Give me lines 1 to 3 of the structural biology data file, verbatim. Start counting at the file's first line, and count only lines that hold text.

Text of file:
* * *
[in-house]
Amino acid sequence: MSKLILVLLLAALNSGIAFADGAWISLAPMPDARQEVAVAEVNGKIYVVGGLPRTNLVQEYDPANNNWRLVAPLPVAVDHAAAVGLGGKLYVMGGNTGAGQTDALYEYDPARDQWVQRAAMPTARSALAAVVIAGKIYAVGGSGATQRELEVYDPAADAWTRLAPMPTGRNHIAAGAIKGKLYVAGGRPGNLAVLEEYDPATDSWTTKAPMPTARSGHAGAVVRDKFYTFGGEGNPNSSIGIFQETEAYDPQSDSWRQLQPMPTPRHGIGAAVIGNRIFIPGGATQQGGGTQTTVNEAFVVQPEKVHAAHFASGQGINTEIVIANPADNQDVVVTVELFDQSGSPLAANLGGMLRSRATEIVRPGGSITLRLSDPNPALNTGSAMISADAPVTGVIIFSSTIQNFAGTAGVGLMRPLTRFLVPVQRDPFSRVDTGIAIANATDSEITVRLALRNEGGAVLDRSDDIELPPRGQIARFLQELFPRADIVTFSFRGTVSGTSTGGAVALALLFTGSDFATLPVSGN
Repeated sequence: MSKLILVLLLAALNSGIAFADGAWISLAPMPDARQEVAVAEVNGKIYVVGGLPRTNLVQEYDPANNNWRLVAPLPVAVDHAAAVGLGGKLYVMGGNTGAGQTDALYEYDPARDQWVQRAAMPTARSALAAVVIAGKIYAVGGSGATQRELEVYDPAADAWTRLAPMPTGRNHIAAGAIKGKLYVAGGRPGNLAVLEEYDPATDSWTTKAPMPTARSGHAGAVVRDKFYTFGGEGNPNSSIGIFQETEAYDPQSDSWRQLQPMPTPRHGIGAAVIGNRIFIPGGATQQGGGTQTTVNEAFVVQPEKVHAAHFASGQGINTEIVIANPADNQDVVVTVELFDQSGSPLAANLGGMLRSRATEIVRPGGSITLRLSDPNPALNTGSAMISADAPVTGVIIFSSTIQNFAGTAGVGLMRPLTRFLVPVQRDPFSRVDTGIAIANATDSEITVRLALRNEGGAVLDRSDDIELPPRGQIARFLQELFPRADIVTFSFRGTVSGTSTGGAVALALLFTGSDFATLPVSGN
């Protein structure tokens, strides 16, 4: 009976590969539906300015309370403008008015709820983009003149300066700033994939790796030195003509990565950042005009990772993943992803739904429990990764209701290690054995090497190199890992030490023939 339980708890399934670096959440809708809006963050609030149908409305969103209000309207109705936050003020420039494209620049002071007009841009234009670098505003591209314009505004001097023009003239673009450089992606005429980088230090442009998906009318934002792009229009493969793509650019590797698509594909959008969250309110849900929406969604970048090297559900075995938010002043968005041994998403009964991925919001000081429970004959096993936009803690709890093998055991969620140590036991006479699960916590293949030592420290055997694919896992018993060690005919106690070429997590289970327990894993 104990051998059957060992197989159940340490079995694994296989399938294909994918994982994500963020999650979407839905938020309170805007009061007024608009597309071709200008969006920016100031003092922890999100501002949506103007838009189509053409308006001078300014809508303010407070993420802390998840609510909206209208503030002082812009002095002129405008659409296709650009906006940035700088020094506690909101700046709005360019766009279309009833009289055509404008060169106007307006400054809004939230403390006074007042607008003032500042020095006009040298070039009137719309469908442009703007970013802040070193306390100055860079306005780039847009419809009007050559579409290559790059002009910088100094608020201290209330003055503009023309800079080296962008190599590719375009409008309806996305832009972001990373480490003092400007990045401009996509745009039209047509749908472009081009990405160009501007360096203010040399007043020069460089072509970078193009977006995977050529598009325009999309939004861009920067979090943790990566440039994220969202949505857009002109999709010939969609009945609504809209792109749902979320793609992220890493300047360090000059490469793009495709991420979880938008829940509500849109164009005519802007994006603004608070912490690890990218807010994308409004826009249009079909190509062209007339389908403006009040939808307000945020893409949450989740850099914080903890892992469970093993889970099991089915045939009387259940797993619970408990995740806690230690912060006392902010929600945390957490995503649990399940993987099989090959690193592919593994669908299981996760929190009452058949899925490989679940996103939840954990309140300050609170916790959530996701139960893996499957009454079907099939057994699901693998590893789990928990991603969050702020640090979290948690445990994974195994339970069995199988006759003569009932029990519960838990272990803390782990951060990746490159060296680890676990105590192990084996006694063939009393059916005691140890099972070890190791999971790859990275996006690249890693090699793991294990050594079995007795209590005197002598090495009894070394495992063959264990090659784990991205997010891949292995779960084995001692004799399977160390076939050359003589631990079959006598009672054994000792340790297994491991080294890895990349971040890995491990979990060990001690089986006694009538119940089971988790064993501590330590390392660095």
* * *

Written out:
[in-house]
Amino acid sequence: MSKLILVLLLAALNSGIAFADGAWISLAPMPDARQEVAVAEVNGKIYVVGGLPRTNLVQEYDPANNNWRLVAPLPVAVDHAAAVGLGGKLYVMGGNTGAGQTDALYEYDPARDQWVQRAAMPTARSALAAVVIAGKIYAVGGSGATQRELEVYDPAADAWTRLAPMPTGRNHIAAGAIKGKLYVAGGRPGNLAVLEEYDPATDSWTTKAPMPTARSGHAGAVVRDKFYTFGGEGNPNSSIGIFQETEAYDPQSDSWRQLQPMPTPRHGIGAAVIGNRIFIPGGATQQGGGTQTTVNEAFVVQPEKVHAAHFASGQGINTEIVIANPADNQDVVVTVELFDQSGSPLAANLGGMLRSRATEIVRPGGSITLRLSDPNPALNTGSAMISADAPVTGVIIFSSTIQNFAGTAGVGLMRPLTRFLVPVQRDPFSRVDTGIAIANATDSEITVRLALRNEGGAVLDRSDDIELPPRGQIARFLQELFPRADIVTFSFRGTVSGTSTGGAVALALLFTGSDFATLPVSGN
Repeated sequence: MSKLILVLLLAALNSGIAFADGAWISLAPMPDARQEVAVAEVNGKIYVVGGLPRTNLVQEYDPANNNWRLVAPLPVAVDHAAAVGLGGKLYVMGGNTGAGQTDALYEYDPARDQWVQRAAMPTARSALAAVVIAGKIYAVGGSGATQRELEVYDPAADAWTRLAPMPTGRNHIAAGAIKGKLYVAGGRPGNLAVLEEYDPATDSWTTKAPMPTARSGHAGAVVRDKFYTFGGEGNPNSSIGIFQETEAYDPQSDSWRQLQPMPTPRHGIGAAVIGNRIFIPGGATQQGGGTQTTVNEAFVVQPEKVHAAHFASGQGINTEIVIANPADNQDVVVTVELFDQSGSPLAANLGGMLRSRATEIVRPGGSITLRLSDPNPALNTGSAMISADAPVTGVIIFSSTIQNFAGTAGVGLMRPLTRFLVPVQRDPFSRVDTGIAIANATDSEITVRLALRNEGGAVLDRSDDIELPPRGQIARFLQELFPRADIVTFSFRGTVSGTSTGGAVALALLFTGSDFATLPVSGN